That’s a visual cheat to let the Mach-E get more rear headroom while maintaining the dramatically-raked fastback roofline they wanted. You can see this most clearly in profile, and I’ve taken the liberty of recoloring the roof section with the body color in the lower image so you can see how much of the roofline it’s actually hiding:

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It’s not a colossal difference, but it does change the look of the profile of the car noticeably. The extra headroom is important, and I think this is a pretty clever design solution to getting that room while maintaining the look the designers wanted.

There’s a number of other interesting details as well that are worth addressing:

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The (mostly) hidden door handles are interesting, and appear to be integrated into the B and C pillars, with the front handle having a little door pull. Our own David will be doing an in-depth look at these handles, so for here I’ll just note that novel door handles seem to be almost a requirement for status-heavy EVs, and I’m not surprised to see Ford took a stab at their own variant here.

When the iconic three-bar taillights aren’t illuminated, they’re smoky gray instead of red, which is a choice I’ve always been conflicted about. We’ve seen it before—the last Saab 9-3 wagons used this design element, albeit more white—but part of me still is unsettled without some obvious red in rear lamps.

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I’m not yet ready to say I don’t like them, and it’s growing on me, but it may take some time. I’m of a similar mind about the front turn indicators—I’m not sure where they are, though I suspect the linear DRL in the upper section of the headlight unit turns orange when indicating a turn. I just like knowing ahead of time where to look for the indicator? Maybe that’s just nuts.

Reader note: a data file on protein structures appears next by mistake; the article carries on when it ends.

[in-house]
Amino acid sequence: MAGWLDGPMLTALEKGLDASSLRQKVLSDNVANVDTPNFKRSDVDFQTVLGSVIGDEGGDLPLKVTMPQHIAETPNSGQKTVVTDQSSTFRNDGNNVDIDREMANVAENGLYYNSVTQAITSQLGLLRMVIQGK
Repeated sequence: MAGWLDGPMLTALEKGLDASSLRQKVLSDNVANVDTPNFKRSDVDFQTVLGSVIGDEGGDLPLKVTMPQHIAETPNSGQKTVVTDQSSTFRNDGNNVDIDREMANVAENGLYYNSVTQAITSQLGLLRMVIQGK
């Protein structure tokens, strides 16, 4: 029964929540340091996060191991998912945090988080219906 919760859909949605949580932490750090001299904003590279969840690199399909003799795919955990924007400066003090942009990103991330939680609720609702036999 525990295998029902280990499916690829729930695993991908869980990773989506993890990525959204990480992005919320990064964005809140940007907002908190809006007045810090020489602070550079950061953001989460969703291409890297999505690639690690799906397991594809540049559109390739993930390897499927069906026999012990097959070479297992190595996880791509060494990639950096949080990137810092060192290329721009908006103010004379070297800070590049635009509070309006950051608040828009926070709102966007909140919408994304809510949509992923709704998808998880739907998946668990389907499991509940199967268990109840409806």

One element that I am sure I don’t like are the wheelarches, with their sort of double-arch/pillow emboss/body-colored-lip effect. It just looks fussy and overdone to me, and the lower spec versions that have the inner arc in black plastic instead of body-colored I think look much better.

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I’m also very pleased that the Mach-E has a front trunk. It’s not the first Mustang to have a frunk—the original Mustang I concept car had a mid-mounted V4, and also a front storage compartment mostly occupied by the spare tire, but that counts as a frunk, in my book.

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The presence of a frunk on EVs suggests to me that a lot of care was taken in the packaging stage to maximize usable volume, and I appreciate that. Also, the inclusion of a drain is a brilliant idea, and I’m sure these will be soon filled with ice and beer, or perhaps piping-hot chowder, or, in a pinch, used as a camp toilet.

Overall, I think it’s a pretty handsome design, regardless of its Mustang-ness. The underfloor battery housing means that a certain amount of tallness is to be expected, and I think Ford’s designers managed it well, arguably better than Tesla did with their upcoming Model Y or the existing Model X.

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I’m not sure how much the question of “is it really a Mustang” matters; if we think of Mustangs as a broader family of vehicles with certain design cues, certain specific attitudes and concepts, and a baseline of performance abilities, then, sure, the Mach-E can be part of the Mustang family.

Besides, it doesn’t even have Ford badges on it, just that horse. I guess if you really can’t deal with it being a Mustang, you can just buy one and re-badge it as a Probe, since that’s what Ford did last time people freaked out about something they weren’t used to being a Mustang.

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About the author

Jason Torchinsky

Senior Editor, Jalopnik • Running: 1973 VW Beetle, 2006 Scion xB, 1990 Nissan Pao, 1991 Yugo GV Plus • Not-so-running: 1973 Reliant Scimitar, 1977 Dodge Tioga RV (also, buy my book!)